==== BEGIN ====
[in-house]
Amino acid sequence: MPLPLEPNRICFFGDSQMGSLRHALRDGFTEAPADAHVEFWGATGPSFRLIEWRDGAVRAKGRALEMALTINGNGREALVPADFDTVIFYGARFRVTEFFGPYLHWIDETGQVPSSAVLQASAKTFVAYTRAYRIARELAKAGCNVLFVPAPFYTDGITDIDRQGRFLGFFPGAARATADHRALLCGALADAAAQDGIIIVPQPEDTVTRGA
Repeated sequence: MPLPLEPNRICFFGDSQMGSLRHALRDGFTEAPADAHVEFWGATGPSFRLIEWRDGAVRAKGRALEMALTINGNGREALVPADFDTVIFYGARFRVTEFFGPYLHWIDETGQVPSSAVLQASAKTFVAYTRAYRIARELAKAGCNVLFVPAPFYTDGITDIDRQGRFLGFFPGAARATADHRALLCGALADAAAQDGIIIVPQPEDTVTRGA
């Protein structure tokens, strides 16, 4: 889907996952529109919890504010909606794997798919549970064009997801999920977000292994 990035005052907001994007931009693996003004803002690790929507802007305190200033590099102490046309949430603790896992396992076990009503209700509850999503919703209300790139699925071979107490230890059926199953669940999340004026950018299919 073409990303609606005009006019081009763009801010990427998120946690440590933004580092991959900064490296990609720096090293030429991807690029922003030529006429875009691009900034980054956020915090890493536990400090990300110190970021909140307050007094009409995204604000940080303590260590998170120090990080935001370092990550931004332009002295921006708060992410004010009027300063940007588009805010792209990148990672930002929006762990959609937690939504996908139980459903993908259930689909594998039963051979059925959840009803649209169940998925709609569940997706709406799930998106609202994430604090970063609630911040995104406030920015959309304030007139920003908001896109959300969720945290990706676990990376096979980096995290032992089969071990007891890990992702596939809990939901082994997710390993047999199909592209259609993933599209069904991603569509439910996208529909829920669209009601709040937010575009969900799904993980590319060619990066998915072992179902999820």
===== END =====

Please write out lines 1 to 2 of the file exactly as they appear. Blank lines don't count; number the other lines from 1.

[in-house]
Amino acid sequence: MPLPLEPNRICFFGDSQMGSLRHALRDGFTEAPADAHVEFWGATGPSFRLIEWRDGAVRAKGRALEMALTINGNGREALVPADFDTVIFYGARFRVTEFFGPYLHWIDETGQVPSSAVLQASAKTFVAYTRAYRIARELAKAGCNVLFVPAPFYTDGITDIDRQGRFLGFFPGAARATADHRALLCGALADAAAQDGIIIVPQPEDTVTRGA